QueryTracker Blog

Helping Authors Find Literary Agents

Monday, March 21, 2011

Novel Synopsis Basics Part I: by founding QT Blogger, H.L. Dyer, M.D.

We receive questions regarding how to write/format synopses regularly, and rather than re-invent the wheel, I decided to pull out one of my favorite Query Tracker Blog posts written by one of our founding blog team members, H.L. Dyer.

Quantum of Synopses - Novel Synopsis Basics

Publishing your debut novel can certainly seem like an impossible mission. Since you’re following the QueryTracker.net blog, you’ve clearly realized that you’re going to need a special agent for this mission.

And, my little QT's, you need to supply that agent with the requisite bag of cool tricks.

Naturally, your gripping, marketable and, totally polished novel will be immediately available. And, of course, after Elana’s series of posts a couple of weeks ago, your killer query is ready to go as well. But there is one other item you need for your special agent Awesome Proposal Kit.

Yes… THAT item.

More overwhelming to write than a 100K word novel!

More fearsome than the dreaded query letter!

Run, don’t walk… it’s the SYNOPSIS!

But, honestly… the synopsis is not all that scary. I'm going to cover the basic structure of synopses today and the next post will address how to make your synopsis ROCK.

So, here are the rules of engagement:

Formatting: Agents may request synopses of varying lengths depending on their preferences. You should absolutely respect those requests. For a one-page synopsis, use single spaced block text, as you would for a business letter. For synopses longer than one page, use standard double spacing, just as you would for your manuscript.

Point-of-View: Regardless of the POV for the novel you’re marketing, a synopsis is written in third-person, present tense. So, “Dorothy and her friends plan to murder the Wicked Witch of the West,” not “Dorothy and her friends murdered the Wicked Witch” or “The scarecrow, the tin man, and I plan to murder…”

Characters: Focus on only the most relevant characters in your synopsis. Minor characters should be referenced by role, rather than by name. For example, “Scarlett tricks her younger sister’s beau into marriage" rather than "Scarlett tricks her younger sister SUE ELLEN's beau FRANK KENNEDY into marriage.” For main characters that must be identified by name, the first mention of the name should be in all caps. This makes it easier for the agent or editor to remember which character is which (after all, they’ll only have a couple of pages to get to know a whole book’s worth of new characters).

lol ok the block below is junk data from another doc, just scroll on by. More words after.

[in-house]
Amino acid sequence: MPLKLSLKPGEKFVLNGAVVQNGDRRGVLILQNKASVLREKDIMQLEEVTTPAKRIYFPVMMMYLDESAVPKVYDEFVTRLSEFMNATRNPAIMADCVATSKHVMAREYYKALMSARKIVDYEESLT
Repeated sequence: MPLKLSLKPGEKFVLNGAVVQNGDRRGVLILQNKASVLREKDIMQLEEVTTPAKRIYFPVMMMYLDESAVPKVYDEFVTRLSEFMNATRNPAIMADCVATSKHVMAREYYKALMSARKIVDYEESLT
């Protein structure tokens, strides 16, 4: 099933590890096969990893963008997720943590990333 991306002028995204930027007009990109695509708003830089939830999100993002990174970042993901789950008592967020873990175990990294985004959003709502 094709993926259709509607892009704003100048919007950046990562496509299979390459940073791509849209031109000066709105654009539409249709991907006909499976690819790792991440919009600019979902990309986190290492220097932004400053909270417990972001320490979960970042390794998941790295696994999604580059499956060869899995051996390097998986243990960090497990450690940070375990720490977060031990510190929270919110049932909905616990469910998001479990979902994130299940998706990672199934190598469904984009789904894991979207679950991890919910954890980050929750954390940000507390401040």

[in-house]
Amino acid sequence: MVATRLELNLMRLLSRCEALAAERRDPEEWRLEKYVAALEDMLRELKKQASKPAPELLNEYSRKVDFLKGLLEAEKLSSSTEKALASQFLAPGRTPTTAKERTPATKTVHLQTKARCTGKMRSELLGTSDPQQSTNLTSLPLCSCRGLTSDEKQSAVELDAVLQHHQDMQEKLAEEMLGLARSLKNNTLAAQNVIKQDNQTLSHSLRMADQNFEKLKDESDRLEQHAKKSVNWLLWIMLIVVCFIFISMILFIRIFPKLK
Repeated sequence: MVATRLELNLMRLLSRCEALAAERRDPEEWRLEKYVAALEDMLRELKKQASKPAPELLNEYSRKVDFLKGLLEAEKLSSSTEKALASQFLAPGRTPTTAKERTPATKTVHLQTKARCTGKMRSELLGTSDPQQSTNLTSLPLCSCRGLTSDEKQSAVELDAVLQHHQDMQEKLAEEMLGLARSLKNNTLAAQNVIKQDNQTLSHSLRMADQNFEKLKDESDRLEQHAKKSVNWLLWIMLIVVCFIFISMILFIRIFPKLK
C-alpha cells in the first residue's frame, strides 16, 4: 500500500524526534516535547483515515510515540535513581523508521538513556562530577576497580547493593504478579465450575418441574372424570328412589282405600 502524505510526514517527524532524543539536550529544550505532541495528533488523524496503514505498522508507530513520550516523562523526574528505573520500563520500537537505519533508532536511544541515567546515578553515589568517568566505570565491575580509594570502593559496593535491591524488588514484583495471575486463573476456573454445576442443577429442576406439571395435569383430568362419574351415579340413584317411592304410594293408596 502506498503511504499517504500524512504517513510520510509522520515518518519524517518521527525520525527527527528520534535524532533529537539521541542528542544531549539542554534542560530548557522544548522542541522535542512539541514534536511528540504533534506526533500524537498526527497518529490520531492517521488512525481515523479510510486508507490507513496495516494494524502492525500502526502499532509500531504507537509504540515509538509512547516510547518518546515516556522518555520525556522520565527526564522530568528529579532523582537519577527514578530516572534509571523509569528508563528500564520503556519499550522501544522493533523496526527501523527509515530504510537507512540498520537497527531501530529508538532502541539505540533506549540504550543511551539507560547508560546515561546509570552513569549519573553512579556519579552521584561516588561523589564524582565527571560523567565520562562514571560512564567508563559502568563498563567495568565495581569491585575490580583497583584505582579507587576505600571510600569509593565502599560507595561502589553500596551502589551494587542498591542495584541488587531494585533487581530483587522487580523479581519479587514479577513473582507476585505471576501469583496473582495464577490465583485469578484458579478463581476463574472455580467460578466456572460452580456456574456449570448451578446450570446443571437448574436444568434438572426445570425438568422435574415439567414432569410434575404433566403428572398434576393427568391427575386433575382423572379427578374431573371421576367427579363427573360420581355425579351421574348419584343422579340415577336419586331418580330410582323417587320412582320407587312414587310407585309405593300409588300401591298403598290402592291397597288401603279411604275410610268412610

Plot: The synopsis is a way to evaluate your story from a big picture standpoint. Does your plot make sense? Do the events unfold naturally through an effective story arc? Is your ending a satisfying resolution to the story conflicts? The agent needs to know that your basic story works, and that means you have to tell the WHOLE story. Which is not to say you shouldn’t be brief—you don’t need to include every subplot. But you MUST reveal the major conflict’s beginning, development, and resolution. And that means INCLUDING the ending in your synopsis. The query letter is for teasing; the synopsis is spoilerific. Tell the WHOLE story.

Language: As you distill your manuscript down to a few pages, your word choices become critical. The synopsis is not the place for unnecessary adverbs and adjectives. It is also generally not a place for excerpts and dialogue passages. The language in your synopsis should be clear, concise, and easy to read.

With so many rules for such a short document, it can seem impossible to compose a synopsis that does everything it needs to do and still manages to be interesting to read. I’ll be addressing some tips on how to accomplish that goal in my next post.

So stay tuned! Part II will be posted this Wednesday, March 23rd.

H.L. Dyer, M.D. writes women's fiction and works as the Clinical and Academic Director for the Hospitalist program at a teaching hospital near Chicago. In addition to all things literary, she enjoys experimental cooking and composing impromptu parodies to annoy close friends and family. More can be found on her personal blog, Trying to Do the Write Thing.


Natasha Hanova said...

Wish I could tweet this. I have so many writer friends who might be interested in this post series. Looking forward to Wednesday's post.

Thanks for the great info.

Lisa Gail Green said...

Ha ha! Just did all this about a week or so ago. Not an easy endeavor, but well worthwhile. Great tips!

G. B. Miller said...

I actually printed this out a few months ago, and even though it wasn't that clear or user friendly, I was still able to pick up on a pointer or two.

I found the post that the blog had about writing your synopsis chapter by chapter extremely helpful and in fact was able to come up with a very good first draft to my synopsis (8 pages), which I was eventually able to distill down to about 2 1/4 pages.

Unknown said...

I just finished mine a few weeks ago. I think for the most part I accomplished the task. I look forward to the rest of the series. Thanks.

Unknown said...

oh, so nice article.
Not all the people understand why it's so important to write a proper book review that will display how good is your book